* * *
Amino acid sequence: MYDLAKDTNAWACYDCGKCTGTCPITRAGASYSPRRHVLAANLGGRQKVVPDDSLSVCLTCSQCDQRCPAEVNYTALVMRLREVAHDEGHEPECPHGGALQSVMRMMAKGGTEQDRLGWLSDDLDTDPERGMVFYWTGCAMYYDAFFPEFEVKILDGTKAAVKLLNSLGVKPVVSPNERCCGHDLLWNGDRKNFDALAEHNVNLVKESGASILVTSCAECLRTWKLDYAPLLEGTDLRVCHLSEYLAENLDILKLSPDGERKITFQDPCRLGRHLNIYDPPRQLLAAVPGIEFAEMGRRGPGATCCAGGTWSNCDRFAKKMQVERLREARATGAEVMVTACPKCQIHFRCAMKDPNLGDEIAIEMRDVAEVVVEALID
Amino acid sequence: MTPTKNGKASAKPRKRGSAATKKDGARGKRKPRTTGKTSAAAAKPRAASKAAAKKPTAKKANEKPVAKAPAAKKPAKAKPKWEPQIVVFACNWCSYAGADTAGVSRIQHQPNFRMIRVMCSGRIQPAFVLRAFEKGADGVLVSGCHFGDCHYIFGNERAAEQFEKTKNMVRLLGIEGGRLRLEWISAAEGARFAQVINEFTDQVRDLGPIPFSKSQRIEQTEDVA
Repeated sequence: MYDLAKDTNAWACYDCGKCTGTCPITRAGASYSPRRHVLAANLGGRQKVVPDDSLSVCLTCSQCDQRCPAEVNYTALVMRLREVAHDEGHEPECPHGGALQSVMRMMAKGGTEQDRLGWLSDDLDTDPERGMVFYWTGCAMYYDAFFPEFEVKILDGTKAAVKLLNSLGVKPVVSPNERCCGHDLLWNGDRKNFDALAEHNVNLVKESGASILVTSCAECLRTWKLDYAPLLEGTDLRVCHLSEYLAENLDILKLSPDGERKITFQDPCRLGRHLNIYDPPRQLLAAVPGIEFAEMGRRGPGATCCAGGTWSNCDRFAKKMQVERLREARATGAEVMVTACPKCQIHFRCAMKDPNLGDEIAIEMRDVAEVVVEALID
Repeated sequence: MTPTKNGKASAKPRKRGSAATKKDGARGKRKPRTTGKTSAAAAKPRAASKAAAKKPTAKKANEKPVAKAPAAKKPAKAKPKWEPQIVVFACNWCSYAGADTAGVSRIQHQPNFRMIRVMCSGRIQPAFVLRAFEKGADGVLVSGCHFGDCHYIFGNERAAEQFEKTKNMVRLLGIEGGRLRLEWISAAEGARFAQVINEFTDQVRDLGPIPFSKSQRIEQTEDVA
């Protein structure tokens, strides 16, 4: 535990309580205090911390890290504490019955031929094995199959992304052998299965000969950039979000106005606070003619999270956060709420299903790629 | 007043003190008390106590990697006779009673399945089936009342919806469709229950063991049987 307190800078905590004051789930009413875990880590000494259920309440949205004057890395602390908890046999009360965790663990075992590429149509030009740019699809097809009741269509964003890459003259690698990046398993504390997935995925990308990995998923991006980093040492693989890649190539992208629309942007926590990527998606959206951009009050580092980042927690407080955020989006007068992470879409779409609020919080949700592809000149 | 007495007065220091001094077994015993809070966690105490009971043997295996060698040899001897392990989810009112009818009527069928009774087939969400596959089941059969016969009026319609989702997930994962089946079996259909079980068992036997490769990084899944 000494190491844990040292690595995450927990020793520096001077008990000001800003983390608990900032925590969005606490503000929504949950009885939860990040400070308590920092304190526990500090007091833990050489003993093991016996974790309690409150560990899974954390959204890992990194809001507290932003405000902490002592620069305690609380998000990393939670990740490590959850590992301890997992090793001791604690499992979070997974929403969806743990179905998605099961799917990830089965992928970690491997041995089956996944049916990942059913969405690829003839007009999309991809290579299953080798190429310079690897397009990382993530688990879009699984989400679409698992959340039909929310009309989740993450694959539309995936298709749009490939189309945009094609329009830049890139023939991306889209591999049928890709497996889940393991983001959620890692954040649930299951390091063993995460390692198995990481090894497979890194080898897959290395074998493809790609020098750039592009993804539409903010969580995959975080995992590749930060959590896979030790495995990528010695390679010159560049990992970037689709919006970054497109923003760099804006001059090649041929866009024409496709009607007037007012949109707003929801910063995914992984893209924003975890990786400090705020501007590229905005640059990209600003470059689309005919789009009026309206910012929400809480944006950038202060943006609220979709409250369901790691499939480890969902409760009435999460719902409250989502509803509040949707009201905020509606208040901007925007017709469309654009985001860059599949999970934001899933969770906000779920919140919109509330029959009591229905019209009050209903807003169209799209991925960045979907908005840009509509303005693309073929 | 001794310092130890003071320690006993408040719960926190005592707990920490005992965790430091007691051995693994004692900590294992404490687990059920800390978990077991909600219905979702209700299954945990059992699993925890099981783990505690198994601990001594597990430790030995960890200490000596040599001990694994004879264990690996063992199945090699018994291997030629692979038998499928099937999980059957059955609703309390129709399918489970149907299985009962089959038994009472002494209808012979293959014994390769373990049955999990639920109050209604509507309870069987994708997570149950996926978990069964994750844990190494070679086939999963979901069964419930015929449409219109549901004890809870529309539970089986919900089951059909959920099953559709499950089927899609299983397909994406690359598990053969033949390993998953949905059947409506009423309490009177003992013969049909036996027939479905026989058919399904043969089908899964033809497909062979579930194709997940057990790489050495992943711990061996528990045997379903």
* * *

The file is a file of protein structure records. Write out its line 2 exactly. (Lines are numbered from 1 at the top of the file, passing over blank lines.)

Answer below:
Amino acid sequence: MTPTKNGKASAKPRKRGSAATKKDGARGKRKPRTTGKTSAAAAKPRAASKAAAKKPTAKKANEKPVAKAPAAKKPAKAKPKWEPQIVVFACNWCSYAGADTAGVSRIQHQPNFRMIRVMCSGRIQPAFVLRAFEKGADGVLVSGCHFGDCHYIFGNERAAEQFEKTKNMVRLLGIEGGRLRLEWISAAEGARFAQVINEFTDQVRDLGPIPFSKSQRIEQTEDVA